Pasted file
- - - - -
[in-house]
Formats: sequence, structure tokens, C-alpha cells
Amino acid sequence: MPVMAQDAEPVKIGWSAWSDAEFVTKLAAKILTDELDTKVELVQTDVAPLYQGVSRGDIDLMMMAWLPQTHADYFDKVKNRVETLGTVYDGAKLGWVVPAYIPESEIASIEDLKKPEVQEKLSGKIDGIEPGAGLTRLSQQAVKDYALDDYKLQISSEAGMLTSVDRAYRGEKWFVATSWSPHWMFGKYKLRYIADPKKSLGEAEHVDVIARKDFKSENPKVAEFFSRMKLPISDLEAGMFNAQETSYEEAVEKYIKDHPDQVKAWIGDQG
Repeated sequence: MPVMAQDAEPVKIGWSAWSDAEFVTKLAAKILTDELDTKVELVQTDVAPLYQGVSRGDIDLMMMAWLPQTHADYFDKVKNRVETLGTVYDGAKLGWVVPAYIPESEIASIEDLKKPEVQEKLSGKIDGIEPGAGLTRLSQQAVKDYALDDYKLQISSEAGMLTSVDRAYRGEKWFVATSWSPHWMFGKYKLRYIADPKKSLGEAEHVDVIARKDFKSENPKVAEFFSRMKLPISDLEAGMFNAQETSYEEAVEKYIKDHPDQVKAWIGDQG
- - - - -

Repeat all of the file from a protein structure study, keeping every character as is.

[in-house]
Formats: sequence, structure tokens, C-alpha cells
Amino acid sequence: MPVMAQDAEPVKIGWSAWSDAEFVTKLAAKILTDELDTKVELVQTDVAPLYQGVSRGDIDLMMMAWLPQTHADYFDKVKNRVETLGTVYDGAKLGWVVPAYIPESEIASIEDLKKPEVQEKLSGKIDGIEPGAGLTRLSQQAVKDYALDDYKLQISSEAGMLTSVDRAYRGEKWFVATSWSPHWMFGKYKLRYIADPKKSLGEAEHVDVIARKDFKSENPKVAEFFSRMKLPISDLEAGMFNAQETSYEEAVEKYIKDHPDQVKAWIGDQG
Repeated sequence: MPVMAQDAEPVKIGWSAWSDAEFVTKLAAKILTDELDTKVELVQTDVAPLYQGVSRGDIDLMMMAWLPQTHADYFDKVKNRVETLGTVYDGAKLGWVVPAYIPESEIASIEDLKKPEVQEKLSGKIDGIEPGAGLTRLSQQAVKDYALDDYKLQISSEAGMLTSVDRAYRGEKWFVATSWSPHWMFGKYKLRYIADPKKSLGEAEHVDVIARKDFKSENPKVAEFFSRMKLPISDLEAGMFNAQETSYEEAVEKYIKDHPDQVKAWIGDQG